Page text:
Language is a powerful thing — so much so that being well-versed in the parlance of a given field is absolutely necessary for success.
Think about it. Would you expect to have a coherent conversation with your surgeon about an upcoming procedure if you didn’t know the names of your body parts? Of course not! The same holds true for complex financial procedures such as the 1031 Exchange, where you will want to know the specific definitions of words and phrases. After all, it’s your money that’s on the line!
So here are some important definitions / descriptions related to the 1031 Exchange process; knowing these will enable you to avoid finding yourself at a linguistic disadvantage when it comes to performing one.
Definitions Related to the 1031 Exchange Process
1031 Exchange: A 1031 Exchange refers to the “swapping” of one investment, asset or business for another, with the majority involving real estate transactions. While in other instances this practice would be taxable as a sale (and you would pay it immediately), this provision allows investors to defer them — legally — instead. With this practice, the property you exchange for (i.e. the one you’re giving up) is relinquished prior to the acquisition of your new property.
Like-Kind Property: Your ability to perform a 1031 Exchange depends on whether or not what you’re exchanging for is of “like kind” in relation to what you’re giving up. Properties that have the same / similar nature and / or character (regardless of differences in grade or quality) generally meet this description. Remember though, as it regards to personal property, the definition of “like-kind” becomes much more restrictive.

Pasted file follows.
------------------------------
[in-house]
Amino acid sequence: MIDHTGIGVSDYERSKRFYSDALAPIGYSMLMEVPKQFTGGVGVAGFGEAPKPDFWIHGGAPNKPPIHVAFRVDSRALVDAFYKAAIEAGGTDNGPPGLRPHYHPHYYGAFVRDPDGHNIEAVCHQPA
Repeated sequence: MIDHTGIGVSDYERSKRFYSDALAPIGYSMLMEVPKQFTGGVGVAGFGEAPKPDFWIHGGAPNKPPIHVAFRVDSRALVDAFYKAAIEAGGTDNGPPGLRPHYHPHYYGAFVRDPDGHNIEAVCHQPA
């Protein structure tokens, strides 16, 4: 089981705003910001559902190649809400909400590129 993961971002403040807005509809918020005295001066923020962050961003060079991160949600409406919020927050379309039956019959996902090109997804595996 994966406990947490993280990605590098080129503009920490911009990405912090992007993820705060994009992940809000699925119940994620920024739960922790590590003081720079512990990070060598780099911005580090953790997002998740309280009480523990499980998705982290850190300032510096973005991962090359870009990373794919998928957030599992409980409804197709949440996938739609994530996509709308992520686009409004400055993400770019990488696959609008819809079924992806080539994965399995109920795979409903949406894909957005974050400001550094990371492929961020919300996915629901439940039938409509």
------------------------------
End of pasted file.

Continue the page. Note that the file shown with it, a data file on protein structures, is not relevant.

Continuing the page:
Exchanger: The property owner who is seeking to defer his / her capital gain other income tax via utilizing an IRC 1031 Exchange.
Relinquished Property: The “old” property that is being divested or sold by the exchanger / investor.
Replacement Property: The “new” property that is being acquired or purchased by the exchanger / investor.
Qualified Intermediary: The person or entity that facilitates the exchange for the exchanger / investor. Similarly used terms include exchange facilitator and exchange accommodator. Note that to become a qualified intermediary, the exchange facilitator must meet the criteria spelled out in Treas. Reg. 1.1031(k)-1(g)(4)
Exchange Period: The period during which the exchanger / investor must acquire the replacement property in the exchange; it starts on the date the relinquished property is transferred and ends on the earlier of these: 180 days after this action or the exchanger’s tax return due date (including extensions) for the year of the relinquished property transfer.